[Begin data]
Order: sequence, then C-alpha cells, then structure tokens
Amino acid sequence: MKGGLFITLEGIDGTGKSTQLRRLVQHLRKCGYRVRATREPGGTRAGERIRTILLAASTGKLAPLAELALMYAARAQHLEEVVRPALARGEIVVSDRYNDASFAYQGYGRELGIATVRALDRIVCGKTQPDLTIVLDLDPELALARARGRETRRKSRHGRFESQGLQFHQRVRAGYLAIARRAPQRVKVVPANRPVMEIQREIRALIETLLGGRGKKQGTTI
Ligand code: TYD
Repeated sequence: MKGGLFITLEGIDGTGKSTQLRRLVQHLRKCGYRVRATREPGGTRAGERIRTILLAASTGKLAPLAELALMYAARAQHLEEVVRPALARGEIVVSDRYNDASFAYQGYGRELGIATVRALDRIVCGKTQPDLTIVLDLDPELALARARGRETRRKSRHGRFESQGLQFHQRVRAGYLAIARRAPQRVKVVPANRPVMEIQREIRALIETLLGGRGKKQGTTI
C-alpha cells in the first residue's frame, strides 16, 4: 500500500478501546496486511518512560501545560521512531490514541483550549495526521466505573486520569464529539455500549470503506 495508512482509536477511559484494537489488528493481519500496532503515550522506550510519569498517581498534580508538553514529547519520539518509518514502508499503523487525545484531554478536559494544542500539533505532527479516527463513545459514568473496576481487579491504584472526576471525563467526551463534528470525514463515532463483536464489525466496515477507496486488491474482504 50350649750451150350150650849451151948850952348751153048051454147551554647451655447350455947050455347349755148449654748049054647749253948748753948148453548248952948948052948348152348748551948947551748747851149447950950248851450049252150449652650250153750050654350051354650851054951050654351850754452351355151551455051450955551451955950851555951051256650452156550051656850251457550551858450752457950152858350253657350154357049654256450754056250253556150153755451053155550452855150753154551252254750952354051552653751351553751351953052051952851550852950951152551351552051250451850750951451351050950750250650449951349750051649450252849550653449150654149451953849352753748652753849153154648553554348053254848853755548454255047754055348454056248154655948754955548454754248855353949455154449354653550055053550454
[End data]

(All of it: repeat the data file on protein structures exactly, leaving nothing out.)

Order: sequence, then C-alpha cells, then structure tokens
Amino acid sequence: MKGGLFITLEGIDGTGKSTQLRRLVQHLRKCGYRVRATREPGGTRAGERIRTILLAASTGKLAPLAELALMYAARAQHLEEVVRPALARGEIVVSDRYNDASFAYQGYGRELGIATVRALDRIVCGKTQPDLTIVLDLDPELALARARGRETRRKSRHGRFESQGLQFHQRVRAGYLAIARRAPQRVKVVPANRPVMEIQREIRALIETLLGGRGKKQGTTI
Ligand code: TYD
Repeated sequence: MKGGLFITLEGIDGTGKSTQLRRLVQHLRKCGYRVRATREPGGTRAGERIRTILLAASTGKLAPLAELALMYAARAQHLEEVVRPALARGEIVVSDRYNDASFAYQGYGRELGIATVRALDRIVCGKTQPDLTIVLDLDPELALARARGRETRRKSRHGRFESQGLQFHQRVRAGYLAIARRAPQRVKVVPANRPVMEIQREIRALIETLLGGRGKKQGTTI
C-alpha cells in the first residue's frame, strides 16, 4: 500500500478501546496486511518512560501545560521512531490514541483550549495526521466505573486520569464529539455500549470503506 495508512482509536477511559484494537489488528493481519500496532503515550522506550510519569498517581498534580508538553514529547519520539518509518514502508499503523487525545484531554478536559494544542500539533505532527479516527463513545459514568473496576481487579491504584472526576471525563467526551463534528470525514463515532463483536464489525466496515477507496486488491474482504 50350649750451150350150650849451151948850952348751153048051454147551554647451655447350455947050455347349755148449654748049054647749253948748753948148453548248952948948052948348152348748551948947551748747851149447950950248851450049252150449652650250153750050654350051354650851054951050654351850754452351355151551455051450955551451955950851555951051256650452156550051656850251457550551858450752457950152858350253657350154357049654256450754056250253556150153755451053155550452855150753154551252254750952354051552653751351553751351953052051952851550852950951152551351552051250451850750951451351050950750250650449951349750051649450252849550653449150654149451953849352753748652753849153154648553554348053254848853755548454255047754055348454056248154655948754955548454754248855353949455154449354653550055053550454